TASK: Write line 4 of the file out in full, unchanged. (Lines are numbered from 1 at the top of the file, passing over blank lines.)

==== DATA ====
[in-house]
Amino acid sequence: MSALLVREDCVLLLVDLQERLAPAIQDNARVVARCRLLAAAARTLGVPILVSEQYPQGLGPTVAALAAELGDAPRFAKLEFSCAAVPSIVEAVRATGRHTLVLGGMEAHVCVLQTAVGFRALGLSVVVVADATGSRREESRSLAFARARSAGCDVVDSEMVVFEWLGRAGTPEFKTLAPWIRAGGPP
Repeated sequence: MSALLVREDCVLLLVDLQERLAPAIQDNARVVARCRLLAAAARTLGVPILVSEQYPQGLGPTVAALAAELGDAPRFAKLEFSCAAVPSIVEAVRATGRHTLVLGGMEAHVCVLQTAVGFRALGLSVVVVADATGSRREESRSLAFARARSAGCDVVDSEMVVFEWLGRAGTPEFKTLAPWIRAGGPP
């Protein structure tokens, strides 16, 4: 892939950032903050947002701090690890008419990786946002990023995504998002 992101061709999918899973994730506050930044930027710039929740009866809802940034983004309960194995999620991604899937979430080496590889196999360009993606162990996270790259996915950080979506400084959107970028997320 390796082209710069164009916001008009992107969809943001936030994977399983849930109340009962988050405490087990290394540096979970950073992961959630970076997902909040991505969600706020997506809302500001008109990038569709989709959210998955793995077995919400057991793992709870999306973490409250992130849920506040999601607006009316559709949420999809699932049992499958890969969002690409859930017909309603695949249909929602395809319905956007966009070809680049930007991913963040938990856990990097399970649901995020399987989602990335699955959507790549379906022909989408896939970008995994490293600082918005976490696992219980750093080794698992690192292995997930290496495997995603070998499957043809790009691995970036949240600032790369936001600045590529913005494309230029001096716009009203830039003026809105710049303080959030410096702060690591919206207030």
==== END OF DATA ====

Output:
């Protein structure tokens, strides 16, 4: 892939950032903050947002701090690890008419990786946002990023995504998002 992101061709999918899973994730506050930044930027710039929740009866809802940034983004309960194995999620991604899937979430080496590889196999360009993606162990996270790259996915950080979506400084959107970028997320 390796082209710069164009916001008009992107969809943001936030994977399983849930109340009962988050405490087990290394540096979970950073992961959630970076997902909040991505969600706020997506809302500001008109990038569709989709959210998955793995077995919400057991793992709870999306973490409250992130849920506040999601607006009316559709949420999809699932049992499958890969969002690409859930017909309603695949249909929602395809319905956007966009070809680049930007991913963040938990856990990097399970649901995020399987989602990335699955959507790549379906022909989408896939970008995994490293600082918005976490696992219980750093080794698992690192292995997930290496495997995603070998499957043809790009691995970036949240600032790369936001600045590529913005494309230029001096716009009203830039003026809105710049303080959030410096702060690591919206207030």